Dark, dangerous and deliciously deceitful. The Cruel Prince is an outstanding first novel in what I think will become an addictively good series.

The Girl With No Past by Kathryn Croft. Review

The Girl With No Past is the last of Kathryn’s currently published books that I have read and I loved it just as much as her others. Filled with suspense and Kathryn’s signature terrific twist, once again I found myself unable to put it down.

2014: Leah lives a simple life, she has a job at her local library, a simple home filled with more books than furniture and a volunteering position at the local library. But Leah is missing many things, like friendship, relationships and somewhere to truly call home. Because Leah is punishing herself, she believes that the horrors of her past mean she must live a frugal, simple life, devoid of happiness because she doesn’t deserve it.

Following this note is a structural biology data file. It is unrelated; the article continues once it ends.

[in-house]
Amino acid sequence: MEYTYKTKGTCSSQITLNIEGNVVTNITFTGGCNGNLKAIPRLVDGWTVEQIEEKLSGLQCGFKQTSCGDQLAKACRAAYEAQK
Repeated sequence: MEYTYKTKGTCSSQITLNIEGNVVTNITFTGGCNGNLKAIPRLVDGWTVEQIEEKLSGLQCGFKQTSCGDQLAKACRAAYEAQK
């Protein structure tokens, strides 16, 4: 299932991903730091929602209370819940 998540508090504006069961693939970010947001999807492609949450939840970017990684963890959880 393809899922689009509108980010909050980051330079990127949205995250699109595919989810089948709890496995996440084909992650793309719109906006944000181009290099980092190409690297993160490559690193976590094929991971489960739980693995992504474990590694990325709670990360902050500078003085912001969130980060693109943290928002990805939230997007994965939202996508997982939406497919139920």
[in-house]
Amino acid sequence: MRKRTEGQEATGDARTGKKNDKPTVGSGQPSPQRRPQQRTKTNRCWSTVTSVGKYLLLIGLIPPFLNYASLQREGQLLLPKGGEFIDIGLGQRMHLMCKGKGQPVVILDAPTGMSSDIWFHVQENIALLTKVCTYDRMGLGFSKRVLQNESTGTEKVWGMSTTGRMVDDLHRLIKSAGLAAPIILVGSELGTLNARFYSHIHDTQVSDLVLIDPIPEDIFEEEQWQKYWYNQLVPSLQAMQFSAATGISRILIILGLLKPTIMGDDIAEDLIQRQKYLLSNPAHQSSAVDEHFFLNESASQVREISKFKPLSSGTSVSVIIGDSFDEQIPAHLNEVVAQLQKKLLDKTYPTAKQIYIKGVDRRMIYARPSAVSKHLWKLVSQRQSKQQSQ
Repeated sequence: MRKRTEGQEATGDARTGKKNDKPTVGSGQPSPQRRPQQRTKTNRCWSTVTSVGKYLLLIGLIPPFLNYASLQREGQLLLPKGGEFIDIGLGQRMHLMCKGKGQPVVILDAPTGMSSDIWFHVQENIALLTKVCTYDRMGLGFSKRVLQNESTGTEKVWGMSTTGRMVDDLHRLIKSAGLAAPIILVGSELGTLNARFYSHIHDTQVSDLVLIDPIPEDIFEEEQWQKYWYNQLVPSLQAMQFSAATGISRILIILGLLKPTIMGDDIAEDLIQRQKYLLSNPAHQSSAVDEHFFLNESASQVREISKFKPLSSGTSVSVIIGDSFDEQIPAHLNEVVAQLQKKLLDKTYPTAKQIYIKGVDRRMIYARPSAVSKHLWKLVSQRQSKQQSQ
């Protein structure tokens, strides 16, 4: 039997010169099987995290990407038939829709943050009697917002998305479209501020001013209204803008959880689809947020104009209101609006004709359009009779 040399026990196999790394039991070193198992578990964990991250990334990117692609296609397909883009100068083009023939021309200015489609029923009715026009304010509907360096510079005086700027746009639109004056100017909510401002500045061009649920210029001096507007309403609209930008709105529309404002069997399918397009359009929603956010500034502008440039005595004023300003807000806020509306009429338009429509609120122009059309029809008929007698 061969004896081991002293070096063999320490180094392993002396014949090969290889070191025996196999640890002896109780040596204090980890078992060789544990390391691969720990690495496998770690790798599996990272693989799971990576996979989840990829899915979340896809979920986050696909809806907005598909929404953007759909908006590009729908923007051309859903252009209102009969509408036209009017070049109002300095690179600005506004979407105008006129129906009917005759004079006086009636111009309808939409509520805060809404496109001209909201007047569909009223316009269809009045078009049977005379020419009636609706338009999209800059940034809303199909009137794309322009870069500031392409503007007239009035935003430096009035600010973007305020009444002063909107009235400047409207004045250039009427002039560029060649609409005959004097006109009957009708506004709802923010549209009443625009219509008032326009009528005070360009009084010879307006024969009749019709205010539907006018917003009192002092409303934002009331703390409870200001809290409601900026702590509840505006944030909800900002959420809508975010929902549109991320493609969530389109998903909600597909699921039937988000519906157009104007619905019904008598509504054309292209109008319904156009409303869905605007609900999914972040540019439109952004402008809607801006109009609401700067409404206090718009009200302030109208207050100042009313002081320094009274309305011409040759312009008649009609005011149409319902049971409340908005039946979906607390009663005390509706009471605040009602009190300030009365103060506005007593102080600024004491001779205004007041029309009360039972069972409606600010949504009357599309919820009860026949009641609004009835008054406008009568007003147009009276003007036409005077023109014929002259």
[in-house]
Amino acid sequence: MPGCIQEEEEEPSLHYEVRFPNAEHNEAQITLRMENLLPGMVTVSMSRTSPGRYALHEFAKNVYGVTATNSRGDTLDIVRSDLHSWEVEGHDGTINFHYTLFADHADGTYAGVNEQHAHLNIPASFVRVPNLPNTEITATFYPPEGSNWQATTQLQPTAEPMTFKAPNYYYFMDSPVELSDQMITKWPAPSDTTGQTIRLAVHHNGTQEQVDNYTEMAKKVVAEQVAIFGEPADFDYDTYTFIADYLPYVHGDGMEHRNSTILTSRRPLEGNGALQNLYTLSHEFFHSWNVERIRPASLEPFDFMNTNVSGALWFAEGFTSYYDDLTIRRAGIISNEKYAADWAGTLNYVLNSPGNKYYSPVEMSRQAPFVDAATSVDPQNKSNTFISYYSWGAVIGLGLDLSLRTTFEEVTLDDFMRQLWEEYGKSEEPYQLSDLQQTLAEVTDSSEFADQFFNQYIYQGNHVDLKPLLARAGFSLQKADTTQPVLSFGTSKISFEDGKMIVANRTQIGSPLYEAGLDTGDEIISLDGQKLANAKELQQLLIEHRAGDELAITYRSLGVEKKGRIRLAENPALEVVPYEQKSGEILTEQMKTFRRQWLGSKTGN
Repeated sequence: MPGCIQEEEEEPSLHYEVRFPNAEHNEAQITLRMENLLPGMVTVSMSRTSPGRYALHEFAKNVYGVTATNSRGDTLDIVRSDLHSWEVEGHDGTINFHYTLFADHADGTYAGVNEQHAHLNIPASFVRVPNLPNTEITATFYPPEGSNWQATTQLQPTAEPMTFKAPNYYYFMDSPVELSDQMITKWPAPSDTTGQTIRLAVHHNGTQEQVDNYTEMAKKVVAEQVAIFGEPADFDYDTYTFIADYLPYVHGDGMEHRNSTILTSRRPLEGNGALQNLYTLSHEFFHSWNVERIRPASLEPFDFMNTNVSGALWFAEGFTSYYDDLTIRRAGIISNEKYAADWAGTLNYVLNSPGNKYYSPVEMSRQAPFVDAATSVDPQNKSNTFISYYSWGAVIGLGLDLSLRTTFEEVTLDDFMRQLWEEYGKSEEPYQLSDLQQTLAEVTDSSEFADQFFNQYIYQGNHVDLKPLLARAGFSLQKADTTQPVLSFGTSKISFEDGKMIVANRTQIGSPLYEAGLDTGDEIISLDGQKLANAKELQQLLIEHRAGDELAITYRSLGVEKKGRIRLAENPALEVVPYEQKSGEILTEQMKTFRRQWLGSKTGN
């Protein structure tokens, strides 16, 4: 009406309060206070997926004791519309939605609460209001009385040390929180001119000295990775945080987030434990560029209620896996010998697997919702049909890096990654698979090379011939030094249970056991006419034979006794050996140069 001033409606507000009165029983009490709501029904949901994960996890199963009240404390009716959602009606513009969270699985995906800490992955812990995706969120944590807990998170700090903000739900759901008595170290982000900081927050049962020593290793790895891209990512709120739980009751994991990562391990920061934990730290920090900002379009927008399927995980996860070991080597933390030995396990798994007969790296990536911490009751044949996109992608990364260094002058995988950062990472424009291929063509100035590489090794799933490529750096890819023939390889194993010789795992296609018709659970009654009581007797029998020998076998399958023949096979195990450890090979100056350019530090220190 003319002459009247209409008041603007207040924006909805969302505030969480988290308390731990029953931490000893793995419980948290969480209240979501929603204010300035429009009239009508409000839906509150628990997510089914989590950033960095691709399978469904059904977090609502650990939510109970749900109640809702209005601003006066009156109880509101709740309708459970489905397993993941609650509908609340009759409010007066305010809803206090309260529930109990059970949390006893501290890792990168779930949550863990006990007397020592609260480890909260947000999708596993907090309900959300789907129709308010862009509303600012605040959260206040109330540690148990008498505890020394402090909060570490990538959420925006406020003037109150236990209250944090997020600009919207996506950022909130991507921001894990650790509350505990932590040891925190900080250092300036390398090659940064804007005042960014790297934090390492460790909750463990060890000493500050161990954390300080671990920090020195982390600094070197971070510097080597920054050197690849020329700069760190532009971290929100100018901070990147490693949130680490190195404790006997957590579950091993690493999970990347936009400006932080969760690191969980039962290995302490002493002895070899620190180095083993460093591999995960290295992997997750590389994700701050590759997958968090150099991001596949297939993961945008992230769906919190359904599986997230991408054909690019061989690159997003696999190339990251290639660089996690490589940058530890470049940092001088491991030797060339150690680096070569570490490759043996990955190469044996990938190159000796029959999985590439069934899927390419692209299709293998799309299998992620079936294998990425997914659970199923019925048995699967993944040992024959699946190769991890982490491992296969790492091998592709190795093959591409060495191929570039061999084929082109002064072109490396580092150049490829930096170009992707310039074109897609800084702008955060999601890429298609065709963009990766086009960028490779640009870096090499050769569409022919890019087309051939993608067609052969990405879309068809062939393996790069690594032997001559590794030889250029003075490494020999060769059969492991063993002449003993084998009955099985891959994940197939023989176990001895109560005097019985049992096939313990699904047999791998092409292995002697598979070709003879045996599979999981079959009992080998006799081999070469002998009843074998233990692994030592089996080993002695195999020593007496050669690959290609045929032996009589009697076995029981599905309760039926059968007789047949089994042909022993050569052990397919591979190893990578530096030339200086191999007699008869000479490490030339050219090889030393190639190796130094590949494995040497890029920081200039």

2000: Leah and her boyfriend Adam and their friends Imogen and Corey are looking forward to a summer free of exams, school and overbearing parents. But Adam is the only one who doesn’t seem happy, he hates their teacher Miss Hollis with a passion bordering on obsession and it’s beginning to make Leah feel uncomfortable.

But now, somebody is stalking Leah, sending her emails, turning up at her house and moving things while she’s sleeping. Turning her new found friends against her. Leah begins investigating with the help of her friend Ben but before she can find the stalker, the stalker finds her.

The Girl With No Past is so tense and I really thought I’d worked out the twist this time but I couldn’t have been more wrong! Leah is a character who it easy to feel compassion for, despite her past, I think the title may be meant as irony because I feel that Leah really was a good person despite everything. Another unforgettable read.